#### Gabriel Ebner (Jul 28 2020 at 15:28):

@Patrick Massot Sorry for forgetting about you. It's hard to compete against Kevin's prolific media presence.

#### Patrick Massot (Jul 28 2020 at 15:35):

I know, and I didn't want to complain about you. I'm simply a bit tired of this.

#### Kevin Buzzard (Jul 28 2020 at 16:17):

I have so far persuaded my university to let me teach a lean course in Jan to March 2021 for graduate students as part of some multi-university (Oxford, Warwick, Bath, Bristol, Imperial) taught course centre, and after that I'll propose an optional undergraduate lean course, but the lean component of my first year course is optional.

#### Patrick Massot (Jul 28 2020 at 20:44):

I have a question which is actually related to Gabriel's talk: could we have a clear message when the linter has nothing to say? Each time I run #lint I spend 20 seconds searching for a failure among all the OK messages. I'd like to see a single OK. And If there are errors then I'd like to see no OK messages.

#### Rob Lewis (Jul 28 2020 at 20:45):

#lint- if you're using it in VSCode.

#### Jalex Stark (Jul 28 2020 at 20:47):

i have had the same frustration as patrick. I wonder if it's better to rename the current#lint-to #lint and the current #lint to #lint+?

#### Patrick Massot (Jul 28 2020 at 20:50):

This is much better, although I wouldn't mind having some congratulation message instead of nothing (but only one such message, not 15).

#### Patrick Massot (Jul 28 2020 at 20:51):

And indeed I don't see why this is not the default setting.

#### Mario Carneiro (Jul 28 2020 at 21:18):

I don't really see why OK messages even exist?

#### Mario Carneiro (Jul 28 2020 at 21:18):

I guess it's nice to know all those linters exist but it seems a bit gratuitous

#### Rob Lewis (Jul 28 2020 at 21:19):

#lint- is silent so you can write it at the bottom of your file and leave it there. It's loud when something goes wrong and makes no message when it succeeds.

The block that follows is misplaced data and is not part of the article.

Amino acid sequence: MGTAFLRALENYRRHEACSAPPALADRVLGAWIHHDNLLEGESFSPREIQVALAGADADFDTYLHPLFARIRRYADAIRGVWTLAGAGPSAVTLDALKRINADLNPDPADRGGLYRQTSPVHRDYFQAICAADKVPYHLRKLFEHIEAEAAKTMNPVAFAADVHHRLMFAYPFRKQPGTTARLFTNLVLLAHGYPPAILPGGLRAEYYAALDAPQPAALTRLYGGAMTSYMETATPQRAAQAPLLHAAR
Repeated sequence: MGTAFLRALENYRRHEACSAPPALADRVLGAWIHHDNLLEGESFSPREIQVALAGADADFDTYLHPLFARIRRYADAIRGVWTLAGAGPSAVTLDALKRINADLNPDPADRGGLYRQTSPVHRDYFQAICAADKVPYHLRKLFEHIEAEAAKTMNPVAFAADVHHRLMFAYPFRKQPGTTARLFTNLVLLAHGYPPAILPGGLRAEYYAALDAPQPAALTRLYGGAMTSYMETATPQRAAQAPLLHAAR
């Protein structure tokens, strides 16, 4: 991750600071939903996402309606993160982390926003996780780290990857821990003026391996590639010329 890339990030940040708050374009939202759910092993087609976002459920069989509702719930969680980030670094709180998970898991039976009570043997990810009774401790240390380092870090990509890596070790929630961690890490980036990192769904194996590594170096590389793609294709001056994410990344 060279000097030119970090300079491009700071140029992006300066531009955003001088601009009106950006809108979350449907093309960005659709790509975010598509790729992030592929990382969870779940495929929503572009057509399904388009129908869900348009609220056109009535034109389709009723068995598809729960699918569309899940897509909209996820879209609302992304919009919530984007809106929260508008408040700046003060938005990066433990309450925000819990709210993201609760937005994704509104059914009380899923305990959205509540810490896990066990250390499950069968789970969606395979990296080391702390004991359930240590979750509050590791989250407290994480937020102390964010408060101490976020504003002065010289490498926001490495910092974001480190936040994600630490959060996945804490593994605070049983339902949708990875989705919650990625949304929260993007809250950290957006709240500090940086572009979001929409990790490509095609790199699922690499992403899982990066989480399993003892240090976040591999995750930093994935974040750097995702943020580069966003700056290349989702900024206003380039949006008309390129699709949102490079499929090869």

#### Rob Lewis (Jul 28 2020 at 21:20):

The OK messages are there so you know it's working. If it's your first time using #lint and you happened to get everything right, you might wonder if something was broken when there was no output.

#### Mario Carneiro (Jul 28 2020 at 21:20):

How about #lint acts the same as #lint- except that if there is no output then it says all lints pass or something like that

#### Rob Lewis (Jul 28 2020 at 21:22):

I think that's exactly Patrick's suggestion, which sounds fine to me, except for ruining the silent lint at the end of the file. But I'm not sure anyone uses that.

#### Mario Carneiro (Jul 28 2020 at 21:25):

You can still use #lint- if you want silent lint

#### Rob Lewis (Jul 28 2020 at 21:26):

Oh, I see what you mean. Yeah, that sounds fine.

#### Patrick Massot (Jul 28 2020 at 21:30):

Yes, this is what I meant.

#### Floris van Doorn (Jul 28 2020 at 22:57):

sounds good to me

#### Jason Rute (Jul 29 2020 at 00:03):

Tomorrow's afternoon's session is on Machine Learning and Theorem Proving. If you don't read the Machine Learning for Theorem Proving stream, I made a thread with a list of the talks, and links to where we've already talked about these papers on this Zulip. (I'm not saying we have to move any discussion away from this thread, but just wanted to provide this info if anyone finds it useful.)

#### Mario Carneiro (Jul 29 2020 at 11:23):

My talk on Metamath Zero starts in a few minutes

#### Johan Commelin (Jul 29 2020 at 11:27):

I'm starting the final countdown tune (-;

#### Jeremy Avigad (Jul 29 2020 at 12:04):